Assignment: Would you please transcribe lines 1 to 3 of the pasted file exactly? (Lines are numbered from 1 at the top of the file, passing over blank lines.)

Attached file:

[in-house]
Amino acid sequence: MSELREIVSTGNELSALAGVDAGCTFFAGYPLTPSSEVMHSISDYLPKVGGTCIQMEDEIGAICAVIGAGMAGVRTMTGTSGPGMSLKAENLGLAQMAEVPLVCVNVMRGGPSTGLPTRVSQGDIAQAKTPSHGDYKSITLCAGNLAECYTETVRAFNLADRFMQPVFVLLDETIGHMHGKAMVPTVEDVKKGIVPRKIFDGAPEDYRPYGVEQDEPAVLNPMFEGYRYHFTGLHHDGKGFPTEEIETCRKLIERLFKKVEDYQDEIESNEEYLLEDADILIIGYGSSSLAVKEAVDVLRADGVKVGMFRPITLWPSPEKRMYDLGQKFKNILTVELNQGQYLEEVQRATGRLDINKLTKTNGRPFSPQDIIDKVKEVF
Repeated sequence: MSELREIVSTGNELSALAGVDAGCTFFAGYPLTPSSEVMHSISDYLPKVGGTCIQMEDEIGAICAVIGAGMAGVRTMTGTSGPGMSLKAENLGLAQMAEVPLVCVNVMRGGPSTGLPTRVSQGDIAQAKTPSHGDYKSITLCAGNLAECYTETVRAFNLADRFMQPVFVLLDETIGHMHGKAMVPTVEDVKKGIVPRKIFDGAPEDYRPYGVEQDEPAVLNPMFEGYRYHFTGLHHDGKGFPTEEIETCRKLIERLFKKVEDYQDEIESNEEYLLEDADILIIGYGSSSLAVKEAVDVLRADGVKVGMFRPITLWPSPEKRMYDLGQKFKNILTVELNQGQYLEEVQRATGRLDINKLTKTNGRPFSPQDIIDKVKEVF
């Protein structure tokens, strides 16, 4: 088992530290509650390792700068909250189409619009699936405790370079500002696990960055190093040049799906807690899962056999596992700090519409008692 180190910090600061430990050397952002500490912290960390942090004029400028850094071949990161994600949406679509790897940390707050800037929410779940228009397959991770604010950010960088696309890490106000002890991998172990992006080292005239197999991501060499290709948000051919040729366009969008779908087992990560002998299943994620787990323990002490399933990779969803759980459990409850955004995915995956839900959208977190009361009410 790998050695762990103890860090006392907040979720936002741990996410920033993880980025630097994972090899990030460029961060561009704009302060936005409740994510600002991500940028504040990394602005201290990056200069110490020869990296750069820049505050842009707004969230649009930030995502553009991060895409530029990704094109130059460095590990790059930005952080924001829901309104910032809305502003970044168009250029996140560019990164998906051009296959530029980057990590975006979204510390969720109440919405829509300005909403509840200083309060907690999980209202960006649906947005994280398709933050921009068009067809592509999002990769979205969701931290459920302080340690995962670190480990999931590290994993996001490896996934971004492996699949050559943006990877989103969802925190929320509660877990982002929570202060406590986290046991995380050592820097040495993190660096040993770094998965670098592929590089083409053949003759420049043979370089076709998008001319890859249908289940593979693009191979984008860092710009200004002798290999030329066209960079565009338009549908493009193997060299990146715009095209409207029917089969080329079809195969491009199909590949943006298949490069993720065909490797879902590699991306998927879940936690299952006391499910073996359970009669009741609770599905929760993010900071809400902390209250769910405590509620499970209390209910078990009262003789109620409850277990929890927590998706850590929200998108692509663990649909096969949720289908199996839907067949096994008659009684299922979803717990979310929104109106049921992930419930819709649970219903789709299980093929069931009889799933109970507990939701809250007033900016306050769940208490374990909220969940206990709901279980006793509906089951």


[in-house]
Amino acid sequence: MSELREIVSTGNELSALAGVDAGCTFFAGYPLTPSSEVMHSISDYLPKVGGTCIQMEDEIGAICAVIGAGMAGVRTMTGTSGPGMSLKAENLGLAQMAEVPLVCVNVMRGGPSTGLPTRVSQGDIAQAKTPSHGDYKSITLCAGNLAECYTETVRAFNLADRFMQPVFVLLDETIGHMHGKAMVPTVEDVKKGIVPRKIFDGAPEDYRPYGVEQDEPAVLNPMFEGYRYHFTGLHHDGKGFPTEEIETCRKLIERLFKKVEDYQDEIESNEEYLLEDADILIIGYGSSSLAVKEAVDVLRADGVKVGMFRPITLWPSPEKRMYDLGQKFKNILTVELNQGQYLEEVQRATGRLDINKLTKTNGRPFSPQDIIDKVKEVF
Repeated sequence: MSELREIVSTGNELSALAGVDAGCTFFAGYPLTPSSEVMHSISDYLPKVGGTCIQMEDEIGAICAVIGAGMAGVRTMTGTSGPGMSLKAENLGLAQMAEVPLVCVNVMRGGPSTGLPTRVSQGDIAQAKTPSHGDYKSITLCAGNLAECYTETVRAFNLADRFMQPVFVLLDETIGHMHGKAMVPTVEDVKKGIVPRKIFDGAPEDYRPYGVEQDEPAVLNPMFEGYRYHFTGLHHDGKGFPTEEIETCRKLIERLFKKVEDYQDEIESNEEYLLEDADILIIGYGSSSLAVKEAVDVLRADGVKVGMFRPITLWPSPEKRMYDLGQKFKNILTVELNQGQYLEEVQRATGRLDINKLTKTNGRPFSPQDIIDKVKEVF